Japan App Store Roundup – ‘Final Fantasy: World Wide Words’ and ‘Final Fantasy: Record Keeper’

TouchArcade Rating:

Hey, everyone, did you know that not one, but two new Final Fantasy games were released in the last few weeks for iOS? Of course you do, because you are an avid TouchArcade reader. These are, of course, free-to-play spin-offs, but nostalgia cares not for your logic, so I think perhaps some of you want to know a little bit more about Final Fantasy: World Wide Words and Final Fantasy: Record Keeper, even if their chances of an English release appear to be dim and marginal respectively. By a stroke of luck, someone flipped the dipswitch in my system settings to Japanese, so I thought I’d bring you some brief impressions of both games. Perhaps it will help you decide how much you care if they never release outside Japan, or drop into the local App Store without a bit of English like Pictlogica Final Fantasy (Free) did.

Final Fantasy: World Wide Words

Photo 2014-09-30, 18 12 07In the great battle of East versus West, one thing I think most gamers can agree on is that Japan wins the typing game category. I mean, Typing of the Dead against Reader Rabbit isn’t much of a contest. In the grand spirit of that time SEGA just about fell completely off the rocker, Final Fantasy: World Wide Words is a game where you type words quickly to kill enemies. I know some of you must be thinking that this type of game can’t possibly work with a mobile keyboard, but you’ve probably never seen a Japanese person type on their mobile devices. As it turns out, Japanese is a language that works rather well with a numeric keypad, and converting that to a touch screen only made it faster since you can swipe to access different letters. For many Japanese, tapping out words on a mobile is faster than using a full-sized keyboard.

With that in mind, World Wide Words is perhaps not so much strange as it is inevitable. Right now, most Japanese publishers are chasing the success of games like Puzzle & Dragons (Free) and Monster Strike, and no one quite knows which combination of the familiar meta-game and some other gameplay type will strike gold. From Square Enix alone, we’ve seen attempts at card games, action RPGs, and picross. Here, then, is the latest attempt, fusing the familiar and beloved Final Fantasy IP with fast-paced typing action and collect ’em, level ’em, fuse ’em all mechanics. It works out okay, but you have to have very nimble fingers and it’s obviously not something that’s import-friendly.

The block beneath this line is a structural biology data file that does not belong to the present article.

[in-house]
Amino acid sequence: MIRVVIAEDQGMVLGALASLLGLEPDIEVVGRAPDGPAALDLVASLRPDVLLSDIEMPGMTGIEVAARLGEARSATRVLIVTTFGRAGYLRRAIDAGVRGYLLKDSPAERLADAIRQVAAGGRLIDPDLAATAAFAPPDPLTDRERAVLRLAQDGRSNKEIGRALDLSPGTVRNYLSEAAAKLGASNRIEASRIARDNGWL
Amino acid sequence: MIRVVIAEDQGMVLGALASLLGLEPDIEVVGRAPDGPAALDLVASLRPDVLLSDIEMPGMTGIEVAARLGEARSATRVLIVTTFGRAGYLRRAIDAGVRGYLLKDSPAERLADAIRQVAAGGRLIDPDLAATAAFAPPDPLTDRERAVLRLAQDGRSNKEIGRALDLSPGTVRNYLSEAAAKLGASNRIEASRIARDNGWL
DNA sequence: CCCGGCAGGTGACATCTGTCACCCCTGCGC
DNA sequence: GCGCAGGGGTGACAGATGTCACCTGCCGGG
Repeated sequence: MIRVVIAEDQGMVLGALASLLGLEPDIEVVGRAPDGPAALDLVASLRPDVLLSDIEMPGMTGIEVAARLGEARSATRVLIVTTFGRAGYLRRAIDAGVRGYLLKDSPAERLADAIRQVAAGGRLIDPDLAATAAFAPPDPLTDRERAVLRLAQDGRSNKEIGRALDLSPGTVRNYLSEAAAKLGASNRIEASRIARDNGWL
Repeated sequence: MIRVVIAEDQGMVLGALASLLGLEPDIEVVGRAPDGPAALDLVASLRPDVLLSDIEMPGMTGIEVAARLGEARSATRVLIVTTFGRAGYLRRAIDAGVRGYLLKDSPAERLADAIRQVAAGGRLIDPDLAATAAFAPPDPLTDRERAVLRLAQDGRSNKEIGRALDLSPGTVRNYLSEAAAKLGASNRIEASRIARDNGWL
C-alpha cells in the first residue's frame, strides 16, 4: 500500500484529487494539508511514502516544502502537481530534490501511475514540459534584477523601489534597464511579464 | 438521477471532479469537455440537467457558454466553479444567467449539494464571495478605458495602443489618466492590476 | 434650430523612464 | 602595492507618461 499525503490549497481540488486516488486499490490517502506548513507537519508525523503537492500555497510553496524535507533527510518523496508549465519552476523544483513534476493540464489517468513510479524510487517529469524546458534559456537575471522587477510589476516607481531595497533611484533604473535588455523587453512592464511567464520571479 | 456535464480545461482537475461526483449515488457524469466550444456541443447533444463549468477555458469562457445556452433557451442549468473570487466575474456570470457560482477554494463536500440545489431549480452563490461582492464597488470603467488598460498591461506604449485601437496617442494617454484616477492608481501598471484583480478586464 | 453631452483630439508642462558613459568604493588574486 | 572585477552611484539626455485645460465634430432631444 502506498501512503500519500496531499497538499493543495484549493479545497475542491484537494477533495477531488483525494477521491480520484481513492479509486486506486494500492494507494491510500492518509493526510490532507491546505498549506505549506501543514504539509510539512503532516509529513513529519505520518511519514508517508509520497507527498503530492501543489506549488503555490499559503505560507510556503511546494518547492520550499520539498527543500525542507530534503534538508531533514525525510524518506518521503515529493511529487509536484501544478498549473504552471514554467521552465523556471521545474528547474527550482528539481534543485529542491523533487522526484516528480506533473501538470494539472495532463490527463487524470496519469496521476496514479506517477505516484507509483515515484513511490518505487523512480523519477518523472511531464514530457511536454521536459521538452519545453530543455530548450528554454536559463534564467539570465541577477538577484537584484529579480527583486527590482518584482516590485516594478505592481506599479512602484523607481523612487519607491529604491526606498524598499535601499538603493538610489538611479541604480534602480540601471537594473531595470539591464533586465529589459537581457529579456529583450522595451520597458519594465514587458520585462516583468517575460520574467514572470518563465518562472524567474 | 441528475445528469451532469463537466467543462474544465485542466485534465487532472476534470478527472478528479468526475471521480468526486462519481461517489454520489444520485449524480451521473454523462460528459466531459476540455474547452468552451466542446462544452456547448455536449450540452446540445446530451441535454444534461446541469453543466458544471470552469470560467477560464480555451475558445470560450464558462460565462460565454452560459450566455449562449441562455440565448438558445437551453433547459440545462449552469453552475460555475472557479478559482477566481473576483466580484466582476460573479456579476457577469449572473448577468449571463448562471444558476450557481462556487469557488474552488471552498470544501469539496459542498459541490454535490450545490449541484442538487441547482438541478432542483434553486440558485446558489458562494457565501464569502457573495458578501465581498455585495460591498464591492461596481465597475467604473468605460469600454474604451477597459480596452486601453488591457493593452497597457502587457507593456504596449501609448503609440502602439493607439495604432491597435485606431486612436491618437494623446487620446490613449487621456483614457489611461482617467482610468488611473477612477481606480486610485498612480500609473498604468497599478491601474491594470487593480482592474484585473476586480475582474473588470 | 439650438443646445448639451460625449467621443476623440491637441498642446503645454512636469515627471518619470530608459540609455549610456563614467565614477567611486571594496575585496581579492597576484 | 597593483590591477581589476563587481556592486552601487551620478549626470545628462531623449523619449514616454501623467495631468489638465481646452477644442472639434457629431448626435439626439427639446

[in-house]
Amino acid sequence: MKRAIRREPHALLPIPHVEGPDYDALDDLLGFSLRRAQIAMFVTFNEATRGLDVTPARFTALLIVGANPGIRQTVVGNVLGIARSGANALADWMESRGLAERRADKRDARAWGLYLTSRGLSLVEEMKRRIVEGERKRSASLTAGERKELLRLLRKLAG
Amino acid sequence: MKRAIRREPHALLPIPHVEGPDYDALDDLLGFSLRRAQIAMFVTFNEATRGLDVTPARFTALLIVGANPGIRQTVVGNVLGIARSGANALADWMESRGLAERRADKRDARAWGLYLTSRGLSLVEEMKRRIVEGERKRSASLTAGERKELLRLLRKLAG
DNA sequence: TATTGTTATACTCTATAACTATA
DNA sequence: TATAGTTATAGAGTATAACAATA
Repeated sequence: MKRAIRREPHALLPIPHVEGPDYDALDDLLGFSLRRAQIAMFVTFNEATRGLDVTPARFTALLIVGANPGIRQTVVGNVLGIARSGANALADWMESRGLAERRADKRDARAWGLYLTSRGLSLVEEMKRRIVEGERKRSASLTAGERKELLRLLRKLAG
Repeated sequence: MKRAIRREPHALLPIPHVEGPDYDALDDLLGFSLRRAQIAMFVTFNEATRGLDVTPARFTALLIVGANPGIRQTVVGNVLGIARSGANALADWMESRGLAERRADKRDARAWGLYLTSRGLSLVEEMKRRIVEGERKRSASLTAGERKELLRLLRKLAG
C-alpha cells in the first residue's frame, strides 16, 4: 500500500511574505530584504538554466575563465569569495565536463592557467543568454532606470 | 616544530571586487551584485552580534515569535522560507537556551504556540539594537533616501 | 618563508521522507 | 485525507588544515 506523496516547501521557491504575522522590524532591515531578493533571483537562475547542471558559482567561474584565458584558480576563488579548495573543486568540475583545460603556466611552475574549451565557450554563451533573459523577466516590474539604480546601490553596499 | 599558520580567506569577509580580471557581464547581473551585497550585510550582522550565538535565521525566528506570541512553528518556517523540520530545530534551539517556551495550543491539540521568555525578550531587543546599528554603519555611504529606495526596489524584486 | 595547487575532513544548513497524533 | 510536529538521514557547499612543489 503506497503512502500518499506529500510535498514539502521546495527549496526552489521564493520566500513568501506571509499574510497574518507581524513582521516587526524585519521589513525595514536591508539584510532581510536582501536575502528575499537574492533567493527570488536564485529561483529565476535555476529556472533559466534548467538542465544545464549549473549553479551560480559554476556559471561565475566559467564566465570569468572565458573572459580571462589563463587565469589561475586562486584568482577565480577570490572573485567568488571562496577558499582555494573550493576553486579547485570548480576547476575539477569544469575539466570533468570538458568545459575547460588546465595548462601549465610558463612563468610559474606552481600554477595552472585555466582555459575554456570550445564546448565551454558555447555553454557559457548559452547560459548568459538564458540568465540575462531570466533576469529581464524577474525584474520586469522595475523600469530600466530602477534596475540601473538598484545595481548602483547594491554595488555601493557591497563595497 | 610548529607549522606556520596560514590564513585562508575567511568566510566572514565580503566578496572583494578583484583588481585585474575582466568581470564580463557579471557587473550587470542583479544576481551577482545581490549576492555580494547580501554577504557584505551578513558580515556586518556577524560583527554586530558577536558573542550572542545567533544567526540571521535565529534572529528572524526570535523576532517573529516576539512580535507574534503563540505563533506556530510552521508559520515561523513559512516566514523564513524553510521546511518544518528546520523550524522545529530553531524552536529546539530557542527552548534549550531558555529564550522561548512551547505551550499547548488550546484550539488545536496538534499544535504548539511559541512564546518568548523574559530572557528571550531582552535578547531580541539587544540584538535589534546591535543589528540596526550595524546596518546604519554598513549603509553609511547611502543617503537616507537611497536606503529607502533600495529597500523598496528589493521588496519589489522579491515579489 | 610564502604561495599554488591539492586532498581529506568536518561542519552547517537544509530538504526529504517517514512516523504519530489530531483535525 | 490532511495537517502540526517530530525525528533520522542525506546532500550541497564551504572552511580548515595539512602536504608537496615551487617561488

To start, you choose your first character from a selection of Final Fantasy heroes and play through a brief tutorial that explains how the various mechanics work. Missions are selected from a map and consist of a number of battles, eventually culminating in a boss fight. The battles are turn-based, but the longer you take to input a word, the less damage your attack will do. To attack an enemy, you simply type in the word next to them. For the most part, these are a grab bag of common Japanese words and series-specific references. When you want to use an ability or item, you simply select it from your menu and type out the word. For example, if you want to use a Cure spell, you have to type in “ke-a-ru", and the faster you do it, the more it heals. Boss fights are a bit more fun, since you’re spelling out the boss’s dialogue, which is sometimes pretty funny and often pulled from the main games themselves. Gilgamesh is a treat, as always.